in our book Data Management Solutions Using SAS® Hash Table Operations: A Business Intelligence Case Study @hashman and @DonH presented the following example. It is described in the book at Program 6.12, file name of Chapter 6 Splitting Sorted Data via Hash.sas.
/* "Chapter 6 Splitting Sorted Data via Hash.sas" from the SAS Press book Data Management Solutions Using SAS Hash Table Operations: A Business Intelligence Case Study */ data _null_ ; if _n_ = 1 then do ; dcl hash h (multidata:"Y") ; h.defineKey ("_n_") ; h.defineData ("League", "Team_SK", "Team_Name") ; h.defineDone () ; end ; do until (last.League) ; set bizarro.Teams ; by League ; h.add() ; end ; h.output (dataset: catx ("_", "work.League", League)) ; h.clear() ; run ;
It assumed the data set was sorted and so a BY group could be used to split the data set.
The follow-on question is how to do this if the data set is not sorted by the variable used to split the data set. And a related question is how to handle the case where the values perhaps need to be grouped or cannot be easily mapped to a valid SAS name.
In this article, we will present two alternative approaches (both using hash tables) that will create a data set for each value (or group of values) from the input DATA step. For these examples, we will be using the DW.Runs data set. It has a record for each run scored in each game, including the inning in which the run scored. We want to create a separate data set for each inning. Our first step is to create a lookup table that maps the inning number to the name of the data set that inning should be output to. For this program, we are using a PICTURE format; but we could have easily used a data set that we could be loaded into a hash table.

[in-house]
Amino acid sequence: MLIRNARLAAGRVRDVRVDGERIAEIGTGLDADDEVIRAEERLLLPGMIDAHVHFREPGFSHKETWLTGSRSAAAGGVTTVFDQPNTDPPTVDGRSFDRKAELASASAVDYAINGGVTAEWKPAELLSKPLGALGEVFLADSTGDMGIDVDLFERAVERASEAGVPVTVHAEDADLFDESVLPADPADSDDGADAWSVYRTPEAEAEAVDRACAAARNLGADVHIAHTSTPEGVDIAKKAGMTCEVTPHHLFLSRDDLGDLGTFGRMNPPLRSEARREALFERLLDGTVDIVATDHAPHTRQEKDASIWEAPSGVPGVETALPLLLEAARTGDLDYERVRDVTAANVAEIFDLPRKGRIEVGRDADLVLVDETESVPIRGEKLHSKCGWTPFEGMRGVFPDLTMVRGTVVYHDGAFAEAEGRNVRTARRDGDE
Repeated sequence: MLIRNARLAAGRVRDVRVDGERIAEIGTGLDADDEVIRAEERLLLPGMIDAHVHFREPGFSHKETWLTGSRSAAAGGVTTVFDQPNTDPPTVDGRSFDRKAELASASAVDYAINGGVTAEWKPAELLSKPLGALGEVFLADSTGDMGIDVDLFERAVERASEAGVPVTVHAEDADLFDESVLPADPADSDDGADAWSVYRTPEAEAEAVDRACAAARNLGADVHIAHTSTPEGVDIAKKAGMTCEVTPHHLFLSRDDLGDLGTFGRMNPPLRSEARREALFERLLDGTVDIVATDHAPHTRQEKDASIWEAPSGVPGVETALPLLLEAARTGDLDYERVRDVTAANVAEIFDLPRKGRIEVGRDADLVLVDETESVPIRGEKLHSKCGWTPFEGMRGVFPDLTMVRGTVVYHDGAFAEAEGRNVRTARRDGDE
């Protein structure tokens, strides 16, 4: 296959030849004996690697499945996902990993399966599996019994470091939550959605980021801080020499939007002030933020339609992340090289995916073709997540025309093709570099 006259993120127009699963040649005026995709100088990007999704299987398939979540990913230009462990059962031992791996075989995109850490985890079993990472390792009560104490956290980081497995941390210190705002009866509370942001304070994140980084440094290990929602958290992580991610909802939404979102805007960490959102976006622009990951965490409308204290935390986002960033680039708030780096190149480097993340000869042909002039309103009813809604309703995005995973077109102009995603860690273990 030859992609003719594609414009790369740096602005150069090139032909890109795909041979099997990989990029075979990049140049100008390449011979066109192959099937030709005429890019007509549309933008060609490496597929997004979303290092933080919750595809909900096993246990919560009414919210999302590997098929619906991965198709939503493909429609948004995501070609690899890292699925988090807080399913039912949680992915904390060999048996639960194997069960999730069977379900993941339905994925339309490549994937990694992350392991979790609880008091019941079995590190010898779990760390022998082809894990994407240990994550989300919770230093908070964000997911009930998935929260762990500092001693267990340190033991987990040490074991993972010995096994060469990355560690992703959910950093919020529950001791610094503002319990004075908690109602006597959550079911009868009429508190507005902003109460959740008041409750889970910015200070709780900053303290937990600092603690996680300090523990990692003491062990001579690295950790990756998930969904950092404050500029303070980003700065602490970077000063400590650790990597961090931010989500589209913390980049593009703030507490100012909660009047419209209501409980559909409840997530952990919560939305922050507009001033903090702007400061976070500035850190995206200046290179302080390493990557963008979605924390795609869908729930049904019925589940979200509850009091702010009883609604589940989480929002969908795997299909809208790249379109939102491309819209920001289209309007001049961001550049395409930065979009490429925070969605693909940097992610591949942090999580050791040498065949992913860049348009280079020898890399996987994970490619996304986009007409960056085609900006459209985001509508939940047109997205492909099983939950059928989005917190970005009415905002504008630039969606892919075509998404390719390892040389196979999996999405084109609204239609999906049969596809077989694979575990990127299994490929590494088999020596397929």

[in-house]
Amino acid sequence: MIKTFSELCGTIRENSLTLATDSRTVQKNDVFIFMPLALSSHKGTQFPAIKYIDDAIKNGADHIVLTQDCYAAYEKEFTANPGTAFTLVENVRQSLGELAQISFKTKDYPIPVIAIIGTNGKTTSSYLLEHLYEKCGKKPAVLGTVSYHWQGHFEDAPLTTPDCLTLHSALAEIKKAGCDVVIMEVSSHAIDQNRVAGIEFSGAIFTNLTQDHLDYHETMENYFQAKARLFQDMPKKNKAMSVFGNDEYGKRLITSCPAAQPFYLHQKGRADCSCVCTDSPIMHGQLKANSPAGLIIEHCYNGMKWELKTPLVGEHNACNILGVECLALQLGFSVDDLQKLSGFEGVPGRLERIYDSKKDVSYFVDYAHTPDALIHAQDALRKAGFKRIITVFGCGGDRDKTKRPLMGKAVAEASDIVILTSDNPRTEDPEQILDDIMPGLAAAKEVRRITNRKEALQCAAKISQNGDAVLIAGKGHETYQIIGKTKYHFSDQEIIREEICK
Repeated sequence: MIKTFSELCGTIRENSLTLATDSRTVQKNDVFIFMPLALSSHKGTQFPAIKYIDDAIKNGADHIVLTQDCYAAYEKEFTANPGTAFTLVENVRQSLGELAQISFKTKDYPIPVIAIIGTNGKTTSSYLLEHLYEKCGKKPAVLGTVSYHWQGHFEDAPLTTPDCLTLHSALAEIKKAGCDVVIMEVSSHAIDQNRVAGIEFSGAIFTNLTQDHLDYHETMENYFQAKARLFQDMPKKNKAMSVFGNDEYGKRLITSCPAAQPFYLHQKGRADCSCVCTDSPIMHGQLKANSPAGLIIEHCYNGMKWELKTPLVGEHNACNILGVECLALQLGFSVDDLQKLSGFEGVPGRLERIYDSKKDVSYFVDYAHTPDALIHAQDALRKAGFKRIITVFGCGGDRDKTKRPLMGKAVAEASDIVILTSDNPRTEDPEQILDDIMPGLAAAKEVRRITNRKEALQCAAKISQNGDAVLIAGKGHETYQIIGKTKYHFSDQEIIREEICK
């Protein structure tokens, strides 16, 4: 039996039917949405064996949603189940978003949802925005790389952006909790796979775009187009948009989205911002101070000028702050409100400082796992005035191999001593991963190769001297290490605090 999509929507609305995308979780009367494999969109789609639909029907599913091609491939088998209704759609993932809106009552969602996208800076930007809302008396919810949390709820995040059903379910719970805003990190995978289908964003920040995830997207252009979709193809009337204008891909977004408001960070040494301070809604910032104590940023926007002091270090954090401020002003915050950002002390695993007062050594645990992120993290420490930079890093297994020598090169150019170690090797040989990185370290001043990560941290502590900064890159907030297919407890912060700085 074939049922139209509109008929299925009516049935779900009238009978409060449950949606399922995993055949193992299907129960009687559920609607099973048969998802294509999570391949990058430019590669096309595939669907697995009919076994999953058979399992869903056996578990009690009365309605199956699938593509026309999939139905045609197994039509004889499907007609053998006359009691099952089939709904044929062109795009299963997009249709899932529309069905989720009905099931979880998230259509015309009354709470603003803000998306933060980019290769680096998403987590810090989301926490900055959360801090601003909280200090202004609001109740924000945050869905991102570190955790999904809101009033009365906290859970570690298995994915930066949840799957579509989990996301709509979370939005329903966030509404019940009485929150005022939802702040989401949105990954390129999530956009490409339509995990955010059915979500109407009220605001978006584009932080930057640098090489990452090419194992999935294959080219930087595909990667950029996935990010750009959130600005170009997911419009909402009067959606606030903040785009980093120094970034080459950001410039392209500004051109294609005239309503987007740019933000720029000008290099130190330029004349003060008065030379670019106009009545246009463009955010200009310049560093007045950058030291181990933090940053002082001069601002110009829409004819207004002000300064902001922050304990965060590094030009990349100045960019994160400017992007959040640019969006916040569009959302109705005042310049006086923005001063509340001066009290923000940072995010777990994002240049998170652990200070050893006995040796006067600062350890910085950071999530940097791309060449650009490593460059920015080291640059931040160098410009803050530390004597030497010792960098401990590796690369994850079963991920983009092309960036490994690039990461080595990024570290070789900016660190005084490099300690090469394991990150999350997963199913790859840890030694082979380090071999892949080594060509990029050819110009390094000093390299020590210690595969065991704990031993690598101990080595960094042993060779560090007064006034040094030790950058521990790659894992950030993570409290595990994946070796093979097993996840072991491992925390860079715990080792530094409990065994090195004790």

proc format; /* could also do this with a hash table */ picture inninglbl low-high = "09" (prefix="Inning_") ; run;
This format will create a separate data set for each inning. If we wanted to group them, we could use a value statement like:
value inningGrp 1-3 = "Innings_1_3" 4-6 = "Innings_4_6" 7-9 = "Innings_7_9" other = "Extras" ;
The first thing we need to do in our DATA step program is to create a list of all the values of the Inning variable. Note that for purposes of simplicity we are using Inning; we could make the name of the variable if we want more flexibility.
The following statements create a hash table and implicitly load the DW.Runs data set. Since the MULTIDATA argument tag is not specified, the resulting hash table has one item for each inning. And since there is no DEFINEDATA method call, the variable Inning is the default data portion hash variable for the hash table.
A hash iterator (Iter) is also defined to allow us to loop thru the hash table items (i.e. to enumerate them).
data _null_; dcl hash Innings(dataset:"DW.Runs"); Innings.defineKey("Inning"); Innings.defineDone(); Innings.output(dataset:"List"); dcl hiter Iter("Innings");
The next step is to loop thru the items in that hash table to create two variables:
length datasets outputStmts $32755 elseIf $8; elseIf = "if"; do while(Iter.next() = 0); datasets = catx(" ",datasets,put(Inning,inninglbl.)); outputStmts = strip(outputStmts) || strip(elseIf) || " put(Inning,inninglbl.)='" || put(Inning,inninglbl.) || "' then output " || put(Inning,inninglbl.) || ";" ; elseIf = "else if"; end;
Once this loop has completed execution, the values of the two variables are:
The next step is to execute the above code in a DATA step to create the output data sets. We could use CALL EXECUTE, which would cause the code to execute in a following DATA step. Instead, we decided to use the DOSUBL function which launches a separate SAS executive to execute the code immediately.
rc = dosubl("data " || strip(datasets) || "; set dw.runs;" || strip(outputStmts) || "run;"); stop; set dw.runs;
We use a STOP statement since all the data is read in a single execution of the DATA Step. As discussed in the article The SET Statement's Compile Time Functions, the SET statement after the STOP statement is used to define the PDV host variables. for each defined hash variable. The following show the SAS Log notes from running this program: